If weeding your roof sounds like a weird chore you’re glad you don’t have to worry about, you might want to rethink the benefits of having a green–literally–roof. The roof of the St. Louis Community College at Wildwood in Missouri, installed in 2007 by Bi-State Roof Systems, is composed of pallets containing aluminum pans full of soil, pebbles, and sedum plants, giving the roof the look of a garden. And four years later, it’s pleasing college officials with both its appearance and performance.
The roof is functional as well as pretty to look at. Besides offering some scenic views to people in the area, the plants help to manage rainwater in a sustainable way. The sedum plants absorb much of the water, and whatever is left over is collected in 25,000 gallon cisterns, and used to irrigate the surrounding landscaping during dry periods. This reduces the amount of water runoff into the sewer systems. Additionally, the plants and the white roofing material help the building reduce its heat island effect. All of these factors lead to a reduced energy consumption and a reduced energy bill.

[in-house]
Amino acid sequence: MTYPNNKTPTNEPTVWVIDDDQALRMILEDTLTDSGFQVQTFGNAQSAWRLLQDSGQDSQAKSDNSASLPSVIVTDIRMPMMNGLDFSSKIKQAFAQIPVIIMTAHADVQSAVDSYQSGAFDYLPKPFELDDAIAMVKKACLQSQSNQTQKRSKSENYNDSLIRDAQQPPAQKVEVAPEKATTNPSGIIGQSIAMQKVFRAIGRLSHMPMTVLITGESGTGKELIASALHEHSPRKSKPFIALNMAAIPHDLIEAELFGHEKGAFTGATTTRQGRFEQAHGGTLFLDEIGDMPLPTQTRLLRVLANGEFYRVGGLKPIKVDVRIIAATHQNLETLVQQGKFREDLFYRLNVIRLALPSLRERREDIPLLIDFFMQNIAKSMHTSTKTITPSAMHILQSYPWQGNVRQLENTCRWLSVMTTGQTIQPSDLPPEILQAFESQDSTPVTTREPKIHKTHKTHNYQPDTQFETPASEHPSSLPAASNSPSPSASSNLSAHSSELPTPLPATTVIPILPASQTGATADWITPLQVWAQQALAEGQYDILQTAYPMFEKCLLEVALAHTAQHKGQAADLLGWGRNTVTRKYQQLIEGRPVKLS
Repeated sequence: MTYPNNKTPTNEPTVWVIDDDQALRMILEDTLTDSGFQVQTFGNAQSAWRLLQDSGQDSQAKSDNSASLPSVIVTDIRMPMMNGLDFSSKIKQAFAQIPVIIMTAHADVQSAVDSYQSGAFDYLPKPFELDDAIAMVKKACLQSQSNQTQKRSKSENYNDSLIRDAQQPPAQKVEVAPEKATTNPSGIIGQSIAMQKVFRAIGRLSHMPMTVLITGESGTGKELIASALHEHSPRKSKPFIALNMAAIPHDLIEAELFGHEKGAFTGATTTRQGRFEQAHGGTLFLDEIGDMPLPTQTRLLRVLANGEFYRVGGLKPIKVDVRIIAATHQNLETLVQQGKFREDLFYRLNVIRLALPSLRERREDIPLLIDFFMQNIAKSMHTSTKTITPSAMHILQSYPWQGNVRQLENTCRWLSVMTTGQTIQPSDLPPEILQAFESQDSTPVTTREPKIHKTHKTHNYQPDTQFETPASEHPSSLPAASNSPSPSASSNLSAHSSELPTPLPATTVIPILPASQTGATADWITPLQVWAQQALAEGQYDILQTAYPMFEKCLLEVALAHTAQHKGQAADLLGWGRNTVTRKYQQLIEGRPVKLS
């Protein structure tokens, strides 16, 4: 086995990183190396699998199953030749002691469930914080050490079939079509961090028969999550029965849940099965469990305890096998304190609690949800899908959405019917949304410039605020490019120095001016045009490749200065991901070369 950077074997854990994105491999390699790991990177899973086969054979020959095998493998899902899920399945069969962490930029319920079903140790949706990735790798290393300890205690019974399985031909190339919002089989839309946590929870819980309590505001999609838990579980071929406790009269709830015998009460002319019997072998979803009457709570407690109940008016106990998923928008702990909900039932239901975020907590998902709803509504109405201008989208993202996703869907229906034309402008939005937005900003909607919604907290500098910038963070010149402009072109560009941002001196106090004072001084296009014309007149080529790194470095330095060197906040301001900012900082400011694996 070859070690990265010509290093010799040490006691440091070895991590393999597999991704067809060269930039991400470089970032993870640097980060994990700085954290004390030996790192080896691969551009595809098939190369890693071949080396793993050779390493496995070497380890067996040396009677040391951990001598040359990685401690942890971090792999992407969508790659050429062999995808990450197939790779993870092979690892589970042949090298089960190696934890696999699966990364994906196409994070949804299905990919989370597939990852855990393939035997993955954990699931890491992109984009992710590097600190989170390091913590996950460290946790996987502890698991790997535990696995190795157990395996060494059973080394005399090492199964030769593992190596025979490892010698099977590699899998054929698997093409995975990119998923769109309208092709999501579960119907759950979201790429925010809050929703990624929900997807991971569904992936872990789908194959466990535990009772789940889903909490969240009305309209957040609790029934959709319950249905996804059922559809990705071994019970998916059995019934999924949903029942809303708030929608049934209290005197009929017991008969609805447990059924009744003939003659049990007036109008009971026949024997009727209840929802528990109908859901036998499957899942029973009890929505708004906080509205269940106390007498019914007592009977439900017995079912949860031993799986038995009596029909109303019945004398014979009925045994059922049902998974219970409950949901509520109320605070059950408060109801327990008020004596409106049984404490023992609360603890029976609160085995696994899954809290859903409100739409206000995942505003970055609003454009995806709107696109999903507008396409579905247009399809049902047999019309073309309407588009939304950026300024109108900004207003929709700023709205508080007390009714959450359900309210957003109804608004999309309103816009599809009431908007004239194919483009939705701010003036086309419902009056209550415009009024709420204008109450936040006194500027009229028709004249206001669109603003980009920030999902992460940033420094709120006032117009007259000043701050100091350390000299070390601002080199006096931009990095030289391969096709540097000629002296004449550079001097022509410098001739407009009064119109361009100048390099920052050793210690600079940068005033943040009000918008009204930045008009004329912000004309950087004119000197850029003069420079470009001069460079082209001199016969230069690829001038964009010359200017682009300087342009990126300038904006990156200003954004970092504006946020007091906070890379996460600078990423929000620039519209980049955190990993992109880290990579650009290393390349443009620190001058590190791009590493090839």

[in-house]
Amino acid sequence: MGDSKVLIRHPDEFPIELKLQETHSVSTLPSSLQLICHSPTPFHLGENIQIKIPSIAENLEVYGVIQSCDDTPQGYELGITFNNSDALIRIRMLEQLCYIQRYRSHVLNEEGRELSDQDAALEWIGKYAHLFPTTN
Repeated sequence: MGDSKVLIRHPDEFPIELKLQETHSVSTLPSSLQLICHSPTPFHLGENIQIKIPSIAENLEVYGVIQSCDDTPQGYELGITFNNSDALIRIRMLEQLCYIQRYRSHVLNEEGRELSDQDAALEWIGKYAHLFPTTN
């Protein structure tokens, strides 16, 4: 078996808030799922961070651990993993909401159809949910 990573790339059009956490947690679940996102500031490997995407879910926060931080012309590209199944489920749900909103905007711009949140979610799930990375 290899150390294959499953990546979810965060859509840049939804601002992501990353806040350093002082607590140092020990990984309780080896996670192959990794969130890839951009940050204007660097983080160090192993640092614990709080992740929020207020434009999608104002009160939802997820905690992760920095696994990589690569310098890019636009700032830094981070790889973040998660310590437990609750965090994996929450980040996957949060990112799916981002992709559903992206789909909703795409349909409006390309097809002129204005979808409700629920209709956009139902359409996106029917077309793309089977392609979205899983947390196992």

The green roof, however, is just one of the features that makes the St. Louis Community College-Wildwood building one of the highest-rated LEED-certified buildings in its local area. The college building was ranked fifth in the St. Louis Business Journal’s list of top 25 LEED-certified buildings.
And in case you’re wondering, the roof does not require large amounts of attention. Facilities manager John Henry Tetstill and lead stationary engineer Tom Seger, will occasionally clean the roof as well as doing a bit of weeding, but the roof is generally low-maintenance. In 2015, the roof will undergo an evaluation by company officials to ensure that its performance is up to par. But they are confident that all will be well with the green roof, and predict that it will continue to reduce energy costs and provide a pretty touch of green on the campus.